Paige agreed. “It has allowed us to truly see the brands that are creative and able to stand out during this time,” she said, adding, “It gives us clarity to see the product digitally and how it will work with our online shopper.”
SPRING 2021: WHAT CUSTOMERS WANT
Most retailers agree that once Spring 2021 hits the selling floor or website, things aren’t going back to ‘normal’ just yet. “I think this shift will shape the way we approach clothes for a long time,” said Paige. She has noticed themes of escapism and joy in the collections and reality-based dressing such as luxurious spring sweater sets, relaxed tailoring, and denim such as Balenciaga and Valentino x Levi’s.
“With this increased time spent at home, our customers are looking for pieces that are both versatile, yet functional that embrace this new relaxed attitude and smart-casual dressing,” said Paige.
Aiken says the Moda Operandi woman loves getting dressed for special events but notes, “Obviously, for 2020, much of that has been put on hold.” That still doesn’t rule out outdoors gathering, and Aiken observed that Spring 2021 has a feminine side with A-line skirts, dainty tops, and lady-like shoes all in soft pastel colors. If she is spending more time at home, the “Moda client likes to get dressed in the morning.” Emphasizing comfort while maintaining femininity and individuality, their customer has traded the blazer for an oversized cardigan.
“It’s the new hero piece is the cardigan, she can’t get enough of them,” citing Khaite’s cardigan and bralette, Jacquemus’ shrunken cardigan or a traditional style from Brock Collection as the best-sellers.
Debreuil says her client is veering towards luxurious loungewear and an athletic aesthetic. Her client has been gravitating towards chic cozy dresses, bra tops, and glam sweatsuits. Strong spring trends were cut-out details, lace details, bold prints, and cotton-candy colors. “We are optimistic about the idea of “back-to-normal” dressing. Still, We believe in the new normal,” noting their buys focused on a variety of styles and the season’s stand-out pieces. “We have learned a lot about our clients during this fall season and how they approach shopping at this time, beneficial when writing this season’s orders, she added noting, “They are purchasing investment and staple pieces with good value and quality.” Through her E-comm CONSCIOUS section, she has watched clients take a greater interest in sustainability as well.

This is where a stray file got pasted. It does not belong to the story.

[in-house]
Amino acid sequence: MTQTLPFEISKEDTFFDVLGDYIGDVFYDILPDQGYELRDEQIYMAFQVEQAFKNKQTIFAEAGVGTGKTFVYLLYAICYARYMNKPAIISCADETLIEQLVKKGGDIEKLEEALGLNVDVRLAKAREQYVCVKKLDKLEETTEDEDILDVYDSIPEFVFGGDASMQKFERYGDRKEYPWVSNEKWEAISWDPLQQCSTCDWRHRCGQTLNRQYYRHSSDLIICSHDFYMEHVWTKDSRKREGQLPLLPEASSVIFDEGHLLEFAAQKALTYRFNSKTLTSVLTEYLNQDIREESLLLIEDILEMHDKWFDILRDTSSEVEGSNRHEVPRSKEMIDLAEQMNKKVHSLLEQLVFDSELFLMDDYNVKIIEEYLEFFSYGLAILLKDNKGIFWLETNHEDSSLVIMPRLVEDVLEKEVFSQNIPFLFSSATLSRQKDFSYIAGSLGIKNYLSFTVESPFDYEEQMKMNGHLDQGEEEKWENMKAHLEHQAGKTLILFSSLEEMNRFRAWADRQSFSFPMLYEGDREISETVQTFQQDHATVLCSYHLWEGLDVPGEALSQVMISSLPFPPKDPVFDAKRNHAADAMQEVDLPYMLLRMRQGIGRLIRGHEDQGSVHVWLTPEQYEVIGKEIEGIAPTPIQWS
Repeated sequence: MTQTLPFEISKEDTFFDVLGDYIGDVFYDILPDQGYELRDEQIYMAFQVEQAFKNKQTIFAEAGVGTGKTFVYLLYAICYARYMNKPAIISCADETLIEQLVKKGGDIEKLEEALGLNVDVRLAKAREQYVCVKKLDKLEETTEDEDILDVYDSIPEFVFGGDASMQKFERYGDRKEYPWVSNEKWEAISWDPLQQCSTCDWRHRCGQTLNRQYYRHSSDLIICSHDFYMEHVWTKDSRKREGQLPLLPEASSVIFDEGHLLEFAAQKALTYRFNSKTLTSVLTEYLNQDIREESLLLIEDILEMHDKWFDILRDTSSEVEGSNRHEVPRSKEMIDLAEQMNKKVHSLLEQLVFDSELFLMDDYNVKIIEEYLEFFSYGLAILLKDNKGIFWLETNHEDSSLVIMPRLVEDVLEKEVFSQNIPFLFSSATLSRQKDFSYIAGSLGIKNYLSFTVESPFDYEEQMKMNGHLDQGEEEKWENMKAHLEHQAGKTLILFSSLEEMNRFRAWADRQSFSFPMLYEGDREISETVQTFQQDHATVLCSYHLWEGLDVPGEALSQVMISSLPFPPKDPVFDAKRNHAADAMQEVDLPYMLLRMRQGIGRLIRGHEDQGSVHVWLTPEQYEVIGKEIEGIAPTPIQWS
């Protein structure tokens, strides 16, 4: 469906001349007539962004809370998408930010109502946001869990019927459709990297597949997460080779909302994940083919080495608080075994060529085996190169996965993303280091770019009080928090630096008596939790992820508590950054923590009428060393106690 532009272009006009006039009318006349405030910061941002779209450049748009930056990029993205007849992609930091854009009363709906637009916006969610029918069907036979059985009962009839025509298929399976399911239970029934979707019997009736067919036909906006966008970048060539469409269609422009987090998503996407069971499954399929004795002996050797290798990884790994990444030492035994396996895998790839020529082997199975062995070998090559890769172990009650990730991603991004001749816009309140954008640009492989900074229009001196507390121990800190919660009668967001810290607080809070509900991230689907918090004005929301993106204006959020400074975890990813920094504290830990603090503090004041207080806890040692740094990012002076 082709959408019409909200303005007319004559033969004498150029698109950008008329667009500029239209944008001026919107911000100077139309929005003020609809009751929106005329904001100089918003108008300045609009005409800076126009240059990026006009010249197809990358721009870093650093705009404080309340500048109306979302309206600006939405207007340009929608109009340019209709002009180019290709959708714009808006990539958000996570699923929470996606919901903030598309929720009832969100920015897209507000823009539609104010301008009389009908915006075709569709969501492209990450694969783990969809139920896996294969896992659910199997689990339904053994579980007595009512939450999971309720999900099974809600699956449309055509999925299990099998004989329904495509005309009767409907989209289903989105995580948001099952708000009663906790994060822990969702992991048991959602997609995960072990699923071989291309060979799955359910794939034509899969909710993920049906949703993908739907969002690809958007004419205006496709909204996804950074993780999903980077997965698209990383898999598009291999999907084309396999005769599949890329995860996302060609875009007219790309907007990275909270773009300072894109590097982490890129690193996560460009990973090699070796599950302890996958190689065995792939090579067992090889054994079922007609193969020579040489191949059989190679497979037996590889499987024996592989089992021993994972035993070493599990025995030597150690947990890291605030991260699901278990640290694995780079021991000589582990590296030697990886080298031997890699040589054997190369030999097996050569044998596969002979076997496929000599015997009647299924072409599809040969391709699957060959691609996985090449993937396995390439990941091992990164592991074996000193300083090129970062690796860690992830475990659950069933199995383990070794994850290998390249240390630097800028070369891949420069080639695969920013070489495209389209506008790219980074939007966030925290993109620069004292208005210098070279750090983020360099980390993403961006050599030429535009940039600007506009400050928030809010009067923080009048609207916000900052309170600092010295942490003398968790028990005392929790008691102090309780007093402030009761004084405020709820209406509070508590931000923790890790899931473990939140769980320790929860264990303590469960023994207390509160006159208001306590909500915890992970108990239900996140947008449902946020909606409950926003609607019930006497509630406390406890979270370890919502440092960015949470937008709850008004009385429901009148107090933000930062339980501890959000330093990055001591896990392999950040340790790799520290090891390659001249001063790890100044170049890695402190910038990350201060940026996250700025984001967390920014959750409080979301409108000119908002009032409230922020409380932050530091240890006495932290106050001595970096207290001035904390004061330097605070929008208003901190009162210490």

Debreuil sees the industry right now as half- full. “The positive outcome of 2020 is seeing our industry taking steps to implement and create change in areas such as racial equality, body positivity, sustainability, as well as politically.”
The season had an unexpected outcome for Patel. “Pleasantly, we were surprised to see that Spring 2021 was not as casual as we had anticipated,” she said, noting there was still plenty of room for what she dubs, “ladies who lounge.” For Saks, this translates to a luxurious and versatile take on casualwear with elevated caftans, tunics, robes, and pajama dressing. Easy-breezy dresses in an array of colors, relaxed tailoring focusing on oversized blazers, bra tops, bike shorts, denim, crochet, and lace emerged as key trends for the tony retailer. Of course, there is also the Zoom effect, which calls for vibrant tops, statement earrings, and bold lip colors as a focal point.
Beyond stocking seasonal trends, Saks is focused on addressing the customers’ needs during an unprecedented time through added services. Saks by Appointment allows customers to book a private time slot before or after the store opens to shop or try Virtual Shopping to enable them to visit locations such as Saks Boston for a video conferencing Appointment with a ‘style advisor.’ Saks at Home flips the scenario and sends a style expert to the clients’ Home with select merchandise to consult on a closet cleanout of styling session. Lastly, Try Before You Buy, an invitation-only service that sends select pieces to clients’ homes. Customers are charged for what they keep, and Saks picks up the remaining stock.